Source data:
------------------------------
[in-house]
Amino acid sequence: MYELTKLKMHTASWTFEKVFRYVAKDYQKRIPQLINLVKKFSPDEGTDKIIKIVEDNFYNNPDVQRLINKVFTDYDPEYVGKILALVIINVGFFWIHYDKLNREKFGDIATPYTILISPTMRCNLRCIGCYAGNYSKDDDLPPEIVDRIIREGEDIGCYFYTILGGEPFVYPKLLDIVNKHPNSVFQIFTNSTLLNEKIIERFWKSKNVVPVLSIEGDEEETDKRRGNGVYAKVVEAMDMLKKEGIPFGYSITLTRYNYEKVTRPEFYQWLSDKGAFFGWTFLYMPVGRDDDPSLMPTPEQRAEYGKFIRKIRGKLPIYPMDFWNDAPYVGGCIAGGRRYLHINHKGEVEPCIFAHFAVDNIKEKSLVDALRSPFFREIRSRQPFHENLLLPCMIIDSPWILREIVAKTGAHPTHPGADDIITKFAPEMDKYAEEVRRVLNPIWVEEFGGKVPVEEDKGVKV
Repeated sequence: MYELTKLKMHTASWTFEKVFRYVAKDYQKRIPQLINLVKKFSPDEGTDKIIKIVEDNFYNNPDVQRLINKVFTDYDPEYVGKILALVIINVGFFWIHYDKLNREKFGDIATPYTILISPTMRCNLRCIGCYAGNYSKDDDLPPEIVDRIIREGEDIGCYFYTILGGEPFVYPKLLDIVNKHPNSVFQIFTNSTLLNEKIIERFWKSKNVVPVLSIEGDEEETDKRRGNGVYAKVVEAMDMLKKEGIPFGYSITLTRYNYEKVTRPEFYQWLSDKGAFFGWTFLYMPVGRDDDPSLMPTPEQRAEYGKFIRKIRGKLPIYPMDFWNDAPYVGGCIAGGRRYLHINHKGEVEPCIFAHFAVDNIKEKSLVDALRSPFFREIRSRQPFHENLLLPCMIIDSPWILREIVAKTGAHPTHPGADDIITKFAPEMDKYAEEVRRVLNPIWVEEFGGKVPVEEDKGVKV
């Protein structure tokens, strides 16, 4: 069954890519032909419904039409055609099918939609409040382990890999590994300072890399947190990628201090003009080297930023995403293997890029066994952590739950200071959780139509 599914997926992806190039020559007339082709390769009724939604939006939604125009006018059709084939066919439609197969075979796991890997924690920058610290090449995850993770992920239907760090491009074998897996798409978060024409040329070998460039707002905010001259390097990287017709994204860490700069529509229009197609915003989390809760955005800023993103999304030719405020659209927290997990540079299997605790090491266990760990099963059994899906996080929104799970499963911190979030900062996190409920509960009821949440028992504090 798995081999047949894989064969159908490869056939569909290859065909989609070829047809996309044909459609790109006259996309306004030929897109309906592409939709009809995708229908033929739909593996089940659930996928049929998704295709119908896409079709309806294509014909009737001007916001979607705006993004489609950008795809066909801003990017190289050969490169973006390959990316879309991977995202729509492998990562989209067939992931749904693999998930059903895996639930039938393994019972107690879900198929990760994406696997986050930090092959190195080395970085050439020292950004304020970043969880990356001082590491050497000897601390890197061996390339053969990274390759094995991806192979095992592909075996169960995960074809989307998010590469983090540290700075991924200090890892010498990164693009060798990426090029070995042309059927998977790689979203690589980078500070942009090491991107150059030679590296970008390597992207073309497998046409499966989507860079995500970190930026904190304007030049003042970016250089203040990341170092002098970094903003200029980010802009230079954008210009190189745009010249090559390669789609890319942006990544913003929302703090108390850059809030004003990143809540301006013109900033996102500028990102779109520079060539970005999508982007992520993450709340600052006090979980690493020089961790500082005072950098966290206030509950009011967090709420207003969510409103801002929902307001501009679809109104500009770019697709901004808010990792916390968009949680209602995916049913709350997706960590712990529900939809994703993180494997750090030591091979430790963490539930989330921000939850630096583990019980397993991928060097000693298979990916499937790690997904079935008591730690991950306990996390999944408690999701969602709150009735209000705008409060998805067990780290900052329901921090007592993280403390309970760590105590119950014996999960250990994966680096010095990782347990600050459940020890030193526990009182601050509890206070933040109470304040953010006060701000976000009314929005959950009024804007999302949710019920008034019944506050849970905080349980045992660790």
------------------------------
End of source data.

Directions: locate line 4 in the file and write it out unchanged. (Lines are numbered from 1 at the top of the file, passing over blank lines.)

């Protein structure tokens, strides 16, 4: 069954890519032909419904039409055609099918939609409040382990890999590994300072890399947190990628201090003009080297930023995403293997890029066994952590739950200071959780139509 599914997926992806190039020559007339082709390769009724939604939006939604125009006018059709084939066919439609197969075979796991890997924690920058610290090449995850993770992920239907760090491009074998897996798409978060024409040329070998460039707002905010001259390097990287017709994204860490700069529509229009197609915003989390809760955005800023993103999304030719405020659209927290997990540079299997605790090491266990760990099963059994899906996080929104799970499963911190979030900062996190409920509960009821949440028992504090 798995081999047949894989064969159908490869056939569909290859065909989609070829047809996309044909459609790109006259996309306004030929897109309906592409939709009809995708229908033929739909593996089940659930996928049929998704295709119908896409079709309806294509014909009737001007916001979607705006993004489609950008795809066909801003990017190289050969490169973006390959990316879309991977995202729509492998990562989209067939992931749904693999998930059903895996639930039938393994019972107690879900198929990760994406696997986050930090092959190195080395970085050439020292950004304020970043969880990356001082590491050497000897601390890197061996390339053969990274390759094995991806192979095992592909075996169960995960074809989307998010590469983090540290700075991924200090890892010498990164693009060798990426090029070995042309059927998977790689979203690589980078500070942009090491991107150059030679590296970008390597992207073309497998046409499966989507860079995500970190930026904190304007030049003042970016250089203040990341170092002098970094903003200029980010802009230079954008210009190189745009010249090559390669789609890319942006990544913003929302703090108390850059809030004003990143809540301006013109900033996102500028990102779109520079060539970005999508982007992520993450709340600052006090979980690493020089961790500082005072950098966290206030509950009011967090709420207003969510409103801002929902307001501009679809109104500009770019697709901004808010990792916390968009949680209602995916049913709350997706960590712990529900939809994703993180494997750090030591091979430790963490539930989330921000939850630096583990019980397993991928060097000693298979990916499937790690997904079935008591730690991950306990996390999944408690999701969602709150009735209000705008409060998805067990780290900052329901921090007592993280403390309970760590105590119950014996999960250990994966680096010095990782347990600050459940020890030193526990009182601050509890206070933040109470304040953010006060701000976000009314929005959950009024804007999302949710019920008034019944506050849970905080349980045992660790």